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CaseWare IDEA® Version 10 introduced an Advanced Fuzzy Duplicate task, which identifies multiple similar records for up to three selected character fields. The output produces databases, including or excluding fuzzy matches with varying degrees of similarity to detect data entry errors, multiple data conventions for recording information and fraud.
This option can be found within the “Analysis” tab and under “Duplicate Key”.
The image below showcases the default selections, scanning for COMPANY names with 80% or greater similarity, including exact duplicates.
This is great for smaller files, but users have found the process to be CPU intensive when scanning files with several thousand of records. In addition, if they pick a percentage too low, they can end up with false positives and must run the process again.
Values such as “JOHN SMITH” and “JOHN J SMITH” will have 95% similarity, while “JAMES SMITH” and “JIM SMITH” have an 82% similarity. You should be familiar with your data to determine what similarity degree is best for the analysis.
Before IDEA 10.0 introduced “Fuzzy Duplicates”, Audimation developers utilized a different approach that supported files of several thousand records.
In circumstances such as seeking duplicate addresses between a Vendor/Customer database and an employee database or duplicate names within a single database, consider this approach:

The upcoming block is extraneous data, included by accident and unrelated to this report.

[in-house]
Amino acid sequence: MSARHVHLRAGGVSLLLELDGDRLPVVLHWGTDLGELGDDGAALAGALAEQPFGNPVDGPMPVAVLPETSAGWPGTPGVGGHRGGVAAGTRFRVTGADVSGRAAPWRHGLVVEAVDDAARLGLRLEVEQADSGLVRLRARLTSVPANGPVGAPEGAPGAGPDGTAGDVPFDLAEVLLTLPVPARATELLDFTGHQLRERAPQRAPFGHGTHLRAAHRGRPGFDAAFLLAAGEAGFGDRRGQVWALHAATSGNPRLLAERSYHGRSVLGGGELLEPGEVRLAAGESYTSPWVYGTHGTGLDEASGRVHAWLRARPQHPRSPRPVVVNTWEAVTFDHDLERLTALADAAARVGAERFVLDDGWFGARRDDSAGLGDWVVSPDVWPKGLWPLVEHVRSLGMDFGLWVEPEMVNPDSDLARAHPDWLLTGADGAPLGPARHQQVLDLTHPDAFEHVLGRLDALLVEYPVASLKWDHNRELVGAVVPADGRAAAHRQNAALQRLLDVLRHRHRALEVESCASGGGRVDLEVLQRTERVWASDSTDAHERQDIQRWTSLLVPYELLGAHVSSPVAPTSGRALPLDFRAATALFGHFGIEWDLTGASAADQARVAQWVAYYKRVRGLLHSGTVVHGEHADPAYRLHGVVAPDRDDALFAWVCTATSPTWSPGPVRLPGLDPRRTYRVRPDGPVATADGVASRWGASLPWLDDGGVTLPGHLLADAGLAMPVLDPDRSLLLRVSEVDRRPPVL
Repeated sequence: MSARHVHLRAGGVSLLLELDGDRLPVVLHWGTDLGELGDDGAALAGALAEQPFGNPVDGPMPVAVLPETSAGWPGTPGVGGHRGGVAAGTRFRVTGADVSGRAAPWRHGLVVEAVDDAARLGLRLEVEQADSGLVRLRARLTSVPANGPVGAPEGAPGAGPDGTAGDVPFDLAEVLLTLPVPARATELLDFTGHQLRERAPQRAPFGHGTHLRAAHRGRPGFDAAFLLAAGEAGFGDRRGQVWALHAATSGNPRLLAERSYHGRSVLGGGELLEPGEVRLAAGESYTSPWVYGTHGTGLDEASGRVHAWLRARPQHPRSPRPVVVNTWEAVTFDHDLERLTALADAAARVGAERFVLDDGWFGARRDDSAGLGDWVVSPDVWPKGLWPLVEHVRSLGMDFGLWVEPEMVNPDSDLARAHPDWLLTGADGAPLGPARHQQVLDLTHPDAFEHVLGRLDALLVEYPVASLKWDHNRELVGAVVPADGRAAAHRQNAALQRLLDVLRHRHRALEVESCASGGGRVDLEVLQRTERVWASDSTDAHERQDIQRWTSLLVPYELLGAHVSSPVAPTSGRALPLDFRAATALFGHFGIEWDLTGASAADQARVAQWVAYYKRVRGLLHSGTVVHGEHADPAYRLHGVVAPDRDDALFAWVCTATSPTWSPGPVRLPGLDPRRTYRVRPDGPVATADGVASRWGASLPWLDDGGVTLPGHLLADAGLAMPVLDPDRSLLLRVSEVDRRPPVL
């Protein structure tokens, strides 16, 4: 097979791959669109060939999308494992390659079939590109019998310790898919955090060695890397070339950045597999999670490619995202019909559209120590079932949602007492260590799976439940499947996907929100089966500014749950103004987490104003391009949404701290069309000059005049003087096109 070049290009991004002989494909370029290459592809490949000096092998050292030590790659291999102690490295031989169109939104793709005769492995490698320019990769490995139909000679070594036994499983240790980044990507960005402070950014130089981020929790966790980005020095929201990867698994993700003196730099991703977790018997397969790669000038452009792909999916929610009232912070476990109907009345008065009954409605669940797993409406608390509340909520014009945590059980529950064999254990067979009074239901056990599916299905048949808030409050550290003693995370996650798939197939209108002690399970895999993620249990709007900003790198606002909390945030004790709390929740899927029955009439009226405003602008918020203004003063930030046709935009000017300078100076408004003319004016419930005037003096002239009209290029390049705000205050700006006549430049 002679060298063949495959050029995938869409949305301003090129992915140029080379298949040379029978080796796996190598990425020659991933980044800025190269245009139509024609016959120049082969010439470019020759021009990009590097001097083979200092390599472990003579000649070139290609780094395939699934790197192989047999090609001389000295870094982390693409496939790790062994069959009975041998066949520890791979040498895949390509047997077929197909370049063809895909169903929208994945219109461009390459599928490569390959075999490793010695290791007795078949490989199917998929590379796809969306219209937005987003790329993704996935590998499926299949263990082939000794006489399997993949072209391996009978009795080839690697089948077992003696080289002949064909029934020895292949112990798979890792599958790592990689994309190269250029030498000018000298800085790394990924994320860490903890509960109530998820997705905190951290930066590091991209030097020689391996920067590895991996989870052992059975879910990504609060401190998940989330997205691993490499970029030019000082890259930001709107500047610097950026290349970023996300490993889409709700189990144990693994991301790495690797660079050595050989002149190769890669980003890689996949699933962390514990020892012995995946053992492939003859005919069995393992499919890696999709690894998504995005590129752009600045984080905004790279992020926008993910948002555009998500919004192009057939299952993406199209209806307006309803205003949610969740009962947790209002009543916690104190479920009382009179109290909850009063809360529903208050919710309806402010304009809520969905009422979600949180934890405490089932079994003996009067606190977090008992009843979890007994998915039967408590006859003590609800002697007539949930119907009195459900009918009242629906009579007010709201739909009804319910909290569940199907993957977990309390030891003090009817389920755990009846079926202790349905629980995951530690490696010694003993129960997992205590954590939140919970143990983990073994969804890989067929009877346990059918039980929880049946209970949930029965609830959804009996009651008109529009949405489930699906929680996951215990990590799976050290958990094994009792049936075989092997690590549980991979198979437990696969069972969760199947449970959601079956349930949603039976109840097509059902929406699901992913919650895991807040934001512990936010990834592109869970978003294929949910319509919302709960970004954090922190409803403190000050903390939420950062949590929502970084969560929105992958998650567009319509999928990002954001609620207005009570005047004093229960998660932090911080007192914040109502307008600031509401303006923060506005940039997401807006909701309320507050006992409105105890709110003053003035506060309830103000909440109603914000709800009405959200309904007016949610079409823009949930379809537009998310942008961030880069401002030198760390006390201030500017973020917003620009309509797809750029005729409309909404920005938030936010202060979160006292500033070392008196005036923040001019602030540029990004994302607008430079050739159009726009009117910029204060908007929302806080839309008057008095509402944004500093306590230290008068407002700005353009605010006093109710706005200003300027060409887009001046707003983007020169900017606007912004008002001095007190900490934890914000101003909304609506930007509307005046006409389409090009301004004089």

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IDEA Function: @SimilarPhrase
@SimilarPhrase measures the similarity between two specified phrases or Character fields. A phrase can be a character expression split by white space. A phrase can also include multiple words where the internal word sequence is not important. It returns the similarity degree between the two phrases as a numeric value ranging between 0 and 1, up to six decimal places. A similarity degree of 0 indicates that the phrases are completely different and a similarity degree of 1 indicates that they are identical. The higher the numeric value of the similarity degree, the more similar the two strings are.
Two phrases are considered identical only if they contain the same words. As mentioned prevously, @SimilarPhrase ignores the internal word sequence in each phrase; therefore, the sequence of the words can be different. For example, “Jupiter planet” and “planet Jupiter” would be considered identical.